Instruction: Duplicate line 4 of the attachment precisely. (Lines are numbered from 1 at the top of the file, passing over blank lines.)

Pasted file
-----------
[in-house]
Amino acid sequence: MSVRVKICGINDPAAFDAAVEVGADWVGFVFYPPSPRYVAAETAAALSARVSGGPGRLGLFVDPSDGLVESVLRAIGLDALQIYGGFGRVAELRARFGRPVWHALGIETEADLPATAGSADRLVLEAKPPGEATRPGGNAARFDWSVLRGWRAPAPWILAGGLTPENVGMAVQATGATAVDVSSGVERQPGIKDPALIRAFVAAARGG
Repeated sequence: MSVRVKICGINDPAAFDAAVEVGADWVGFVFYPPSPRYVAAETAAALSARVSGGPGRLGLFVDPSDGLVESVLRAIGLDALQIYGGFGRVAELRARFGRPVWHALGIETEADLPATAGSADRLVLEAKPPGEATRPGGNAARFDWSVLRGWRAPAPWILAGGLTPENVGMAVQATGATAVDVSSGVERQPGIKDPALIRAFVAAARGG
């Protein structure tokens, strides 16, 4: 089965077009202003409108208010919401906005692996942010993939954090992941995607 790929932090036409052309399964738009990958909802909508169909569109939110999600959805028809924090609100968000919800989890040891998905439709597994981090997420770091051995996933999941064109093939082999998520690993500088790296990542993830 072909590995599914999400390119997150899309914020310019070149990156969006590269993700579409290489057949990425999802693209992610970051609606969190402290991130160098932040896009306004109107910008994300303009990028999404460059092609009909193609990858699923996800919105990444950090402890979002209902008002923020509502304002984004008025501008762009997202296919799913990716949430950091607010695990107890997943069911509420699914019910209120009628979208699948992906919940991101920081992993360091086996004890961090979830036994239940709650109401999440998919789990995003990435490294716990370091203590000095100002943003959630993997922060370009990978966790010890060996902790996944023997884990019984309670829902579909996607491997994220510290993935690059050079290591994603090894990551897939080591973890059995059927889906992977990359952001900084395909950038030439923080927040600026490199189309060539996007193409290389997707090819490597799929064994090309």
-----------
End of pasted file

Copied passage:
């Protein structure tokens, strides 16, 4: 089965077009202003409108208010919401906005692996942010993939954090992941995607 790929932090036409052309399964738009990958909802909508169909569109939110999600959805028809924090609100968000919800989890040891998905439709597994981090997420770091051995996933999941064109093939082999998520690993500088790296990542993830 072909590995599914999400390119997150899309914020310019070149990156969006590269993700579409290489057949990425999802693209992610970051609606969190402290991130160098932040896009306004109107910008994300303009990028999404460059092609009909193609990858699923996800919105990444950090402890979002209902008002923020509502304002984004008025501008762009997202296919799913990716949430950091607010695990107890997943069911509420699914019910209120009628979208699948992906919940991101920081992993360091086996004890961090979830036994239940709650109401999440998919789990995003990435490294716990370091203590000095100002943003959630993997922060370009990978966790010890060996902790996944023997884990019984309670829902579909996607491997994220510290993935690059050079290591994603090894990551897939080591973890059995059927889906992977990359952001900084395909950038030439923080927040600026490199189309060539996007193409290389997707090819490597799929064994090309």